A medical device is any device that can be used by people alone or in combination (as stated by the maker) for a medical purpose. This includes any equipment, software, materials, or other items. The term “medical device” refers to several items, including breast implants, walking sticks, and contact lenses.
In vitro diagnostic devices are included in the category of medical devices. Examples of medical devices that are used to test samples of tissue, bodily fluids, and blood that have been taken from the body include blood glucose, lateral flow, and pregnancy tests. Medical devices that are implanted, such as cardiac pacemakers, are also included in this category; depending on how they are used, they may or may not require external power sources.
Any apparatus employed in the diagnosis, mitigation, therapy, or prevention of disease and not exerting its effect chemically is referred to as a medical device.
Medical devices come in a wide variety of complex and vary from two tongue depressors to highly advanced computerized medical equipment. Medical devices, as defined by the World Health Organization (WHO), are items whose principal intended mode of action is not immunological, metabolic, or pharmacological in nature.
Medical equipment is classified using several worldwide standards. The WHO is now working to harmonies medical device nomenclature, which is anticipated to have a significant effect on patient safety. Finding reports of unpleasant incidences and recalls depends on doing this.
Several harmonized definitions for medical devices have been proposed by the Global Harmonization Task Force (GHTF). The WHO states that medical devices can be used for one or more of the following particular purposes:
- Disease diagnosis, monitoring, therapy, and/or amelioration
- Identification, mitigation, monitoring, treatment, prevention, or payment for an injury
- study, replace, or encouragement of any anatomical region or physiological process
- Support and sustenance of life
- Controlling conception
- cleaning medical equipment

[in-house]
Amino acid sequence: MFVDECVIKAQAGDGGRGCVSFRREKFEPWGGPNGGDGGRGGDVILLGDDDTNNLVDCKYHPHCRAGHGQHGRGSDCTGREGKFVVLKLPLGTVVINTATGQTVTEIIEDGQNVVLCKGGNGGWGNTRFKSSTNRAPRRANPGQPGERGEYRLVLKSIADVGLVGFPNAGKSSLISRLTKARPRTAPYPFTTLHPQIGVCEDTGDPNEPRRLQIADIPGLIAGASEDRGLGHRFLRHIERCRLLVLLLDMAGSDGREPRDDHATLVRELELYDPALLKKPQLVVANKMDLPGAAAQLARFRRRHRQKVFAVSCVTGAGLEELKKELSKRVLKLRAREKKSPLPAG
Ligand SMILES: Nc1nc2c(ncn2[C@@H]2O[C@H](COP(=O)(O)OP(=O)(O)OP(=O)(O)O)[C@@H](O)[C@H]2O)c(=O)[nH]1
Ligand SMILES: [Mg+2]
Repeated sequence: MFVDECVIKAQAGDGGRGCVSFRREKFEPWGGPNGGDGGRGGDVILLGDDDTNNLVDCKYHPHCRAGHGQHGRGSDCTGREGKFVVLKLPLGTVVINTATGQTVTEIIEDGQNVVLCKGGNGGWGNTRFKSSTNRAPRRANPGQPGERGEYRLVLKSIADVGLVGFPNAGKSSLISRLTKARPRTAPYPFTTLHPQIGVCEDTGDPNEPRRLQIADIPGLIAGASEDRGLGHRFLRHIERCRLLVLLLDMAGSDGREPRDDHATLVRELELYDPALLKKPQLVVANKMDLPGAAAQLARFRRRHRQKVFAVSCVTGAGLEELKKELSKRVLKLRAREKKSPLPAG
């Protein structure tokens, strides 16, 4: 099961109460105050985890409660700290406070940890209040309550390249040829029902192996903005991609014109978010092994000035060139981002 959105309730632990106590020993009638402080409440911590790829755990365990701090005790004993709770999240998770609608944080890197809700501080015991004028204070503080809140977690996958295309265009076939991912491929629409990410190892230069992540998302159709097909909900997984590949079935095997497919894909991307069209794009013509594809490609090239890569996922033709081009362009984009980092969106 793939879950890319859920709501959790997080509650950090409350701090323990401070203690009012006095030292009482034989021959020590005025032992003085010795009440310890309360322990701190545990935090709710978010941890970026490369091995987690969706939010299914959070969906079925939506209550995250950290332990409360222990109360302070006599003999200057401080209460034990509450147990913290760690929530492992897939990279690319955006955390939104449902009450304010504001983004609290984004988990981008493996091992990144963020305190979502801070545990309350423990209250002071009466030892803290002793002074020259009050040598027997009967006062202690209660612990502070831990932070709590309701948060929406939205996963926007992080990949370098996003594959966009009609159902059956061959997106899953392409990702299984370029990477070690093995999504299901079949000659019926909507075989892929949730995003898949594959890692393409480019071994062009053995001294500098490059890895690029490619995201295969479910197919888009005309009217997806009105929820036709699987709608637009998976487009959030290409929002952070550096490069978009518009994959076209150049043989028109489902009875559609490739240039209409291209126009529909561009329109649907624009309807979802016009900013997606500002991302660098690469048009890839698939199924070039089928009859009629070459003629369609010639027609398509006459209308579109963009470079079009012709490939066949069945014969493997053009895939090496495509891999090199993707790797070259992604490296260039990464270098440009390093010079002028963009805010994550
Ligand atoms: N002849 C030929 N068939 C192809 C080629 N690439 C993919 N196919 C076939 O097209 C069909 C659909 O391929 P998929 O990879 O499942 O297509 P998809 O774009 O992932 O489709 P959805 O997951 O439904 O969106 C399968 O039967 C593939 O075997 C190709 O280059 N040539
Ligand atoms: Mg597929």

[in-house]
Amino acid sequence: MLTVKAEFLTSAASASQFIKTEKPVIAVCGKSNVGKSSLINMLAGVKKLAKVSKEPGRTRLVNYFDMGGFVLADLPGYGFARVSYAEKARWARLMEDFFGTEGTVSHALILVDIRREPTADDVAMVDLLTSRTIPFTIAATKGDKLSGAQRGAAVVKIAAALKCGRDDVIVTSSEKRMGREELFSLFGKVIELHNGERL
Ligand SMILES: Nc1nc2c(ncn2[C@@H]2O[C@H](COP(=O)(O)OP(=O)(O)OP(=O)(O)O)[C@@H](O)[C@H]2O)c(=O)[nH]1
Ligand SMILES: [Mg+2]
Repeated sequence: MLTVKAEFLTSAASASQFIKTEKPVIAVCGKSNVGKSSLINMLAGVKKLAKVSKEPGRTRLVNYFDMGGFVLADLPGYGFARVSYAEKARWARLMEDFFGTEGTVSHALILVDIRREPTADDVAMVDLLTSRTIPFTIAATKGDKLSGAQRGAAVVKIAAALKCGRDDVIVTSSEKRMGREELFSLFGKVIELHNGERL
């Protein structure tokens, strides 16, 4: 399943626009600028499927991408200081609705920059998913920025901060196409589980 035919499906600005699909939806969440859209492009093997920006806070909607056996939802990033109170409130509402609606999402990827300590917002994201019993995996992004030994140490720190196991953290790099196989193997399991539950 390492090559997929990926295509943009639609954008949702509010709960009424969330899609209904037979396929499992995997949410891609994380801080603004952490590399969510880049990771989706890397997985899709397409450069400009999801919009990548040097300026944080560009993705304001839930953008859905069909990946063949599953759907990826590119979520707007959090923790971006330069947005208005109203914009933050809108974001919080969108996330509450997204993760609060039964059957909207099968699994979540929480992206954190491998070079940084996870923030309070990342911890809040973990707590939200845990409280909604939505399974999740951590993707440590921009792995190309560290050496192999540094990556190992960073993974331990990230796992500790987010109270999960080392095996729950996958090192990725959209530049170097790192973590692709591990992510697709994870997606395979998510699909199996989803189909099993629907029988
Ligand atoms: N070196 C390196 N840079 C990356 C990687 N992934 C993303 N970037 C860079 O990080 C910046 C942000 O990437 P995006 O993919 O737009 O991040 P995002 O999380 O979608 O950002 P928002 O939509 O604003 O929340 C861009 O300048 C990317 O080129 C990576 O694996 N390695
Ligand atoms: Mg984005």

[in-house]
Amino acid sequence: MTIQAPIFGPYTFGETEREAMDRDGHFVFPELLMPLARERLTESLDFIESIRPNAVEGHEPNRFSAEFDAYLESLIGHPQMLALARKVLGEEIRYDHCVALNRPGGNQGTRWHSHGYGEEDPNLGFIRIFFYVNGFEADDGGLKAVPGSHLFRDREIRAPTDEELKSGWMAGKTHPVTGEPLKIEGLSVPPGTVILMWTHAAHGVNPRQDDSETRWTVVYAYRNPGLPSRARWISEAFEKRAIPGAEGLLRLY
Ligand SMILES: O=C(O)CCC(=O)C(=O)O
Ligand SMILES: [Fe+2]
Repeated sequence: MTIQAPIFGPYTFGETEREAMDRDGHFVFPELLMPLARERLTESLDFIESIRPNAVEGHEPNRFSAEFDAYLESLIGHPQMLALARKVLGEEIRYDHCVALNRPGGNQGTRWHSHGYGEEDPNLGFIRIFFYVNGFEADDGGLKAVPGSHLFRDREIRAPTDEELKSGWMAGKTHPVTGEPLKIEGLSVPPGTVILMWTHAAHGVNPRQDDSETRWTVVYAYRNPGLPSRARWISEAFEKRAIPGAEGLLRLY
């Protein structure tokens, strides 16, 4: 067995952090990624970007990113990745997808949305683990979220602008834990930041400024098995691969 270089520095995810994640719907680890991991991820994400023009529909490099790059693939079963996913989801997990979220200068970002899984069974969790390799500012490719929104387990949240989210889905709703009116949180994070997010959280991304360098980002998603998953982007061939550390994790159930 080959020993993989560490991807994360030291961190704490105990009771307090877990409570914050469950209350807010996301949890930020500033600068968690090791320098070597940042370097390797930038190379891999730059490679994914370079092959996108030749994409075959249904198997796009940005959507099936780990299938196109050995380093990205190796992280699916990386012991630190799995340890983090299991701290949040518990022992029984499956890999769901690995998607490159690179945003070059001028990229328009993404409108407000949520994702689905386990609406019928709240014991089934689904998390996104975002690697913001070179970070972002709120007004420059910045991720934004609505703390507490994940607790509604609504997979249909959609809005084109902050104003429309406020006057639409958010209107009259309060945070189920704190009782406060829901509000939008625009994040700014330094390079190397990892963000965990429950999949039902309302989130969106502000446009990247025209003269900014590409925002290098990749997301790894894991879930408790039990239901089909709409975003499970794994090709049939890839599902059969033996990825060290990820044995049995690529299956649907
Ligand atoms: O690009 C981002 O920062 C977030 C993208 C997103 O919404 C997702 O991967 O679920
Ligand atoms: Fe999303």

- Information provided for medical purposes as a result of in vitro evaluation of specimens acquired from human body sites that fail to have the desired effect on the body through immunological, pharmacological, or metabolic activity (but may be assisted in its function by these systems).
Both a category and classification exist for medical devices. There are five different types of devices all, of which are categorized based on their intended use:
- Devices that are non-invasive are not inserted into the body. Walking canes, artificial kidneys, and wheelchairs are among the examples.
- These gadgets are invasive since they are introduced into body orifices. Examples include enemas, exam gloves, contact lenses, and enemas.
- Surgically invasive: These tools are either inserted or utilised during surgery. Scalpels, catheters, and needles are a few examples.
- Active: equipment that needs to be powered by an outside source. Examples include x-ray technology, transcutaneous electrical nerve stimulation, and ultrasound (TENS)
- These gadgets are implantable; they go into the body. Breast implants, intraocular lenses, and orthopedic implants are among the examples.
The four types of general medical devices represent each device’s inherent danger. To classify medical devices according to risk, the risk assessment takes into account a variety of factors, including the anticipated duration of use, composition, and whether the device is implanted or active.
- Class 1 examples include wheelchairs, tongue depressors, stethoscopes, and glasses.
- Dental fillings, tracheotomy tubes, and surgical clamps all fall under class IIa.
- Condoms, bone fixation plates, and lung ventilators are examples of items of class IIb.
- Heart valves, pacemakers, and implanted brain stimulators are examples of Class III devices.
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